It took 28 seconds for the Bruins to score first in Game 2 of the Eastern Conference finals. It took even less time than that for Sidney Crosby and the Penguins to shit their pants.
Brad Marchand's breakaway goal might have happened before some Yinzers had a chance to pay for their I.C. Lights and take their seats, but it resulted because Crosby sloppily tried to bat at a bouncing puck. In Game 1, Bruins goalie Tuukka Rask made some nifty saves and the Pens had four shots clang off the post, so one had to figure things were going to even out the next time around. But last night's Game 2 was a thorough thrashing. It's a cliche to suggest an early gaffe like Crosby's set a tone in a game that still had more than 59 of its 60 minutes to go, but on this night, it was true. Boston has taken two games on the road—and with stunning, efficient ease—because the Bruins play the sort of style the Penguins' stubbornly refuse to.
Pens fans can bitch about whether Tomas Vokoun or Marc-Andre Fleury will start Game 3, but what's happening in this series has nothing to do with Pittsburgh's goaltenders. Through two periods last night, the team with Crosby, Evgeni Malkin, James Neal, Jarome Iginla, and Pascal Dupuis had managed just 13 shots. And this was after it had been shut out in Game 1. By the time Pens coach Dan Bylsma lifted Vokoun late in the first period last night, one had to wonder whether his intention was to have him play on one of the forward lines.
The Penguins came into the series averaging a robust 4.27 goals per game in these playoffs. But NBC Sports Network put together a pretty good slapstick reel of them from Game 2, where they looked more like they had never even laced up skates before:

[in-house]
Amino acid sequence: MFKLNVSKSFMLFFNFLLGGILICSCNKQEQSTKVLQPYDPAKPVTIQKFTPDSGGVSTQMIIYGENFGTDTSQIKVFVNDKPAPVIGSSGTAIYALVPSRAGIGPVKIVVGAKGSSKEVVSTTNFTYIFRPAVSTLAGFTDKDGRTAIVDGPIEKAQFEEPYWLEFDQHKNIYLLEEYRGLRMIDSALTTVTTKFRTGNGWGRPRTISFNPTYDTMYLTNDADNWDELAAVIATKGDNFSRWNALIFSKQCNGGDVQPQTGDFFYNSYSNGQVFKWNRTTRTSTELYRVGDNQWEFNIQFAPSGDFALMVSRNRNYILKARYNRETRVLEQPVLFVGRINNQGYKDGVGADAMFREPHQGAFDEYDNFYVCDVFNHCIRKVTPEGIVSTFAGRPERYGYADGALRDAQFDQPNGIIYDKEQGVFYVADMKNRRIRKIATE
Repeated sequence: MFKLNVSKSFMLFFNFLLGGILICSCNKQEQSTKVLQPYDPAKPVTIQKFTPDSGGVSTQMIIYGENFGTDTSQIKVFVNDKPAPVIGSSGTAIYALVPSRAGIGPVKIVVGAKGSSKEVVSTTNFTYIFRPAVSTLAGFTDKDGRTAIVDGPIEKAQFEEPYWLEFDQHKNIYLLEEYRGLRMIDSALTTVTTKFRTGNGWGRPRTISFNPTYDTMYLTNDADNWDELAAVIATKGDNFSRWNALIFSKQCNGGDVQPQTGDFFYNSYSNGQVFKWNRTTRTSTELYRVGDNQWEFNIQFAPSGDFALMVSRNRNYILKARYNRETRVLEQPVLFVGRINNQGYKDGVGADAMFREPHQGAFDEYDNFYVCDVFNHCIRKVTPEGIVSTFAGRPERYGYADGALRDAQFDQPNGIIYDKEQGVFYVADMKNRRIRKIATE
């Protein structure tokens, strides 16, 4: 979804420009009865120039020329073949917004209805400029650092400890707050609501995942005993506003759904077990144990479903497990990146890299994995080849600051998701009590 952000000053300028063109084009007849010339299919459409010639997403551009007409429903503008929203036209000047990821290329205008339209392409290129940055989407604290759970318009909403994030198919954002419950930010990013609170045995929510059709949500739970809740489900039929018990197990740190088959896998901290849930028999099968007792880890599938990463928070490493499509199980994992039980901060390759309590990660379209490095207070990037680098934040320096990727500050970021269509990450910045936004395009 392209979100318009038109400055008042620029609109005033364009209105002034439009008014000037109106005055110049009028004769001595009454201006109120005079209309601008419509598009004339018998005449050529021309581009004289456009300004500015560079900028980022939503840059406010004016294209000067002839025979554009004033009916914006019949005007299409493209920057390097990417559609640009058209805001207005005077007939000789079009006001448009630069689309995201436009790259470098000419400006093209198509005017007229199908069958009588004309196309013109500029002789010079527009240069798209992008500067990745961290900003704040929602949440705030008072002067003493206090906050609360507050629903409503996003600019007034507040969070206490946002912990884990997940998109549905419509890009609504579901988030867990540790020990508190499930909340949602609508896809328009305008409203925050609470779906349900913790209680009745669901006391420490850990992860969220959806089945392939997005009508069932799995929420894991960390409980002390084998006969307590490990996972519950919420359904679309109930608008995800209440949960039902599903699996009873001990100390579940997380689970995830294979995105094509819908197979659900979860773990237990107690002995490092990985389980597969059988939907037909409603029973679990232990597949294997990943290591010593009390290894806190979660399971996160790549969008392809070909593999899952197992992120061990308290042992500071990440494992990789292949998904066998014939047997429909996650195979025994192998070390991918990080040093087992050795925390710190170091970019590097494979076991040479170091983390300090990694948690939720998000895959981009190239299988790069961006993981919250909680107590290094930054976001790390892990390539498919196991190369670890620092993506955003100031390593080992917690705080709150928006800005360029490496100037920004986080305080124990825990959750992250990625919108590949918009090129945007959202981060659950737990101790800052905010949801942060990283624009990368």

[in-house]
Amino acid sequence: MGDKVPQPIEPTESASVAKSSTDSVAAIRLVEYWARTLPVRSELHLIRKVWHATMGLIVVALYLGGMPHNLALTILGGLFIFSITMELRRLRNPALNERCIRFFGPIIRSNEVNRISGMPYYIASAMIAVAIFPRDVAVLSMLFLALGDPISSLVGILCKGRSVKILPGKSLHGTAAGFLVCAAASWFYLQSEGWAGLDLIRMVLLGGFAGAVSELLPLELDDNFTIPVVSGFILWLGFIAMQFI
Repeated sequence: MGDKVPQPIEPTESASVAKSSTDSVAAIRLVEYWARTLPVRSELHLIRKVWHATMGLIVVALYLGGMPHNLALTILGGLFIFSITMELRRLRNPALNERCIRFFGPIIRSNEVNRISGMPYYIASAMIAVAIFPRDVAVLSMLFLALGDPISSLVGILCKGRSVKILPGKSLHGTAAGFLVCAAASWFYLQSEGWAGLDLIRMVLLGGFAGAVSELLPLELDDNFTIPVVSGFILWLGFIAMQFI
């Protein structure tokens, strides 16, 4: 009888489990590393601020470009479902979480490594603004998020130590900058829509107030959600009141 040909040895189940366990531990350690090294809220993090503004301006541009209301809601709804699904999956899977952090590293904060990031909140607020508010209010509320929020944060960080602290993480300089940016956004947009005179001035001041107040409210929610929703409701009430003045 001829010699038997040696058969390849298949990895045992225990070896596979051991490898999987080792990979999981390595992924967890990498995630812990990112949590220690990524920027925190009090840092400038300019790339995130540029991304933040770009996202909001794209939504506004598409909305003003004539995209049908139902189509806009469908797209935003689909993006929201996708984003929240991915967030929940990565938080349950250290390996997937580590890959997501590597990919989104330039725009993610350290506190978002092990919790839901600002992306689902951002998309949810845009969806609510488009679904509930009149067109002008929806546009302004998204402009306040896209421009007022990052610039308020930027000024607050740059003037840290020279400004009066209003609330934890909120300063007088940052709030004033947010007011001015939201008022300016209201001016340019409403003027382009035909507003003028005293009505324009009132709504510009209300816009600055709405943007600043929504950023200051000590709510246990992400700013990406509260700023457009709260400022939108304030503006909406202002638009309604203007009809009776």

That's not to say this is all on the Penguins for skating into one another. Look again at that video above. Every time the puck reaches Boston's blue line, the Bruins are there with plenty of reinforcements—two defenders, sometimes three. Zdeno Chara logged more ice team than any other player on either team last night, but he and the Bruins' other defensemen—Dennis Seidenberg, Johnny Boychuk, Andrew Ference, Adam McQuaid, Torey Krug—have given the Pens no room to maneuver into the Boston zone. And rather than dump the puck to try to allow its forecheck to generate chances by cycling, Pittsburgh just kept skating right into trouble.
Now consider how the Bruins have handled the puck. They had just two giveaways last night to the Penguins' 12, in large part because they're not trying to force the issue. On their third goal, Milan Lucic caught the Penguins flat-footed with an odd-man rush. Even after he got the puck to Nathan Horton on the wing, the Penguins never recovered. Horton quickly got the puck back to Lucic, who only had to drop it between his legs for Horton and David Krejci to play keep away long enough for Krejci to have an easy look at an easy goal:
The Kings and Devils reached the finals last year by playing an aggressive, forechecking style that takes advantage of the lax officiating of the latter playoff rounds, when teams also tend to see better defensemen. It's taxing, but it can work when a team has depth. The Bruins are making it work. And the Penguins?
Last night, just after Brandon Sutter (Brandon Sutter!) became the only Pens player to score in either game, Jaromir Jagr knocked down Brooks Orpik and took the puck from him before dropping it off for Patrice Bergeron. At the bottom of the screen, Marchand and Matt Cooke were going at it—and nothing's more indicative of the Penguins' stubbornness than Matt Cooke being Matt Cooke.
But rather than continue to bait Cooke, Marchand turned around, skated up ice, and filled a lane to take an easy pass from Bergeron that he blasted up over Fleury's left shoulder.
At that point, Pittsburgh's best chance to get back in this game was over a mere 25 seconds after it began:
The Penguins have tons of talent, but the Bruins have four outstanding lines, and they've figured out it's best to have them forecheck like crazy. The irony is that for all their wondrous skill, the Penguins are deep enough to do it, too. They're just running out of chances to prove it.
Photo credit: Getty